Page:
Fifty years after the Vietnam War, this anthology by descendants of Vietnam veterans and refugees--American, Vietnamese, Vietnamese Diaspora, Hmong, Australian, and others--confronts war and its aftermath. What emerges is an affecting portrait of the effects of war and family--an intercultural, generational dialogue on silence, memory, landscape, imagination, Agent Orange, displacement, postwar trauma, and the severe realities that are carried home. Including such acclaimed voices as Viet Thanh Nguyen, Karen Russell, Terrance Hayes, Suzan-Lori Parks, Nick Flynn, and Ocean Vuong, Inheriting the War enriches the discourse of the Vietnam War and provides a collective conversation that attempts to transcend the recursion of history.
"Each unique work in Inheriting the War embraces a collective that aims to engage through some daring and passionate truths calibrated by bravery." --Yusef Komunyakaa, from the foreword
Winner of the 2018 Marine Corps Heritage Foundation Greene Award for a distinguished work of nonfiction
The first battle book from Mark Bowden since his #1 New York Times bestseller Black Hawk Down, Hue 1968 is the story of the centerpiece of the Tet Offensive and a turning point in the American War in Vietnam. In the early hours of January 31, 1968, the North Vietnamese launched over one hundred attacks across South Vietnam in what would become known as the Tet Offensive. The lynchpin of Tet was the capture of Hue, Vietnam's intellectual and cultural capital, by 10,000 National Liberation Front troops who descended from hidden camps and surged across the city of 140,000. Within hours the entire city was in their hands save for two small military outposts. American commanders refused to believe the size and scope of the Front's presence, ordering small companies of marines against thousands of entrenched enemy troops. After several futile and deadly days, Lieutenant Colonel Ernie Cheatham would finally come up with a strategy to retake the city, block by block and building by building, in some of the most intense urban combat since World War II.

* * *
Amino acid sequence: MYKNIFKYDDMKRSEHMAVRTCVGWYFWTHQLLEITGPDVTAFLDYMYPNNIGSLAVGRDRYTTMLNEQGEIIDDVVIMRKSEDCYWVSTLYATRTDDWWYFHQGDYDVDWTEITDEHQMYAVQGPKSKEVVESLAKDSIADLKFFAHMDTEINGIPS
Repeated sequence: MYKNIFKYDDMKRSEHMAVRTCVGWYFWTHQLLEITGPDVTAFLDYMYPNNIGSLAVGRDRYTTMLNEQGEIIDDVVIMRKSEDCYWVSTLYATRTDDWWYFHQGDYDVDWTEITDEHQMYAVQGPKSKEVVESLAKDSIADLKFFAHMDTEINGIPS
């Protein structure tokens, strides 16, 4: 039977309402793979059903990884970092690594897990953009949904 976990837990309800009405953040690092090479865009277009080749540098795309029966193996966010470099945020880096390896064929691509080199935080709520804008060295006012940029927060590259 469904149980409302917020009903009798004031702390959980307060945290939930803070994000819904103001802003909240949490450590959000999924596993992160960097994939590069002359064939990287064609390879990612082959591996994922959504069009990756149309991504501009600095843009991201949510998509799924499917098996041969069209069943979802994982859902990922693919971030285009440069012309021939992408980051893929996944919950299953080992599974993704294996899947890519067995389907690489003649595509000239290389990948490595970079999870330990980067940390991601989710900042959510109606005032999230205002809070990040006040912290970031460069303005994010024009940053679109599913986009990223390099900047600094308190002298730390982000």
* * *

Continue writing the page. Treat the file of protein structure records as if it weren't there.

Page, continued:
With unprecedented access to war archives in the U.S. and Vietnam and interviews with participants from both sides, Bowden narrates each stage of this crucial battle through multiple viewpoints. Played out over 24 days and ultimately costing 10,000 lives, the Battle of Hue was by far the bloodiest of the entire war. When it ended, the American debate was never again about winning, only about how to leave. Hue 1968 is a gripping and moving account of this pivotal moment.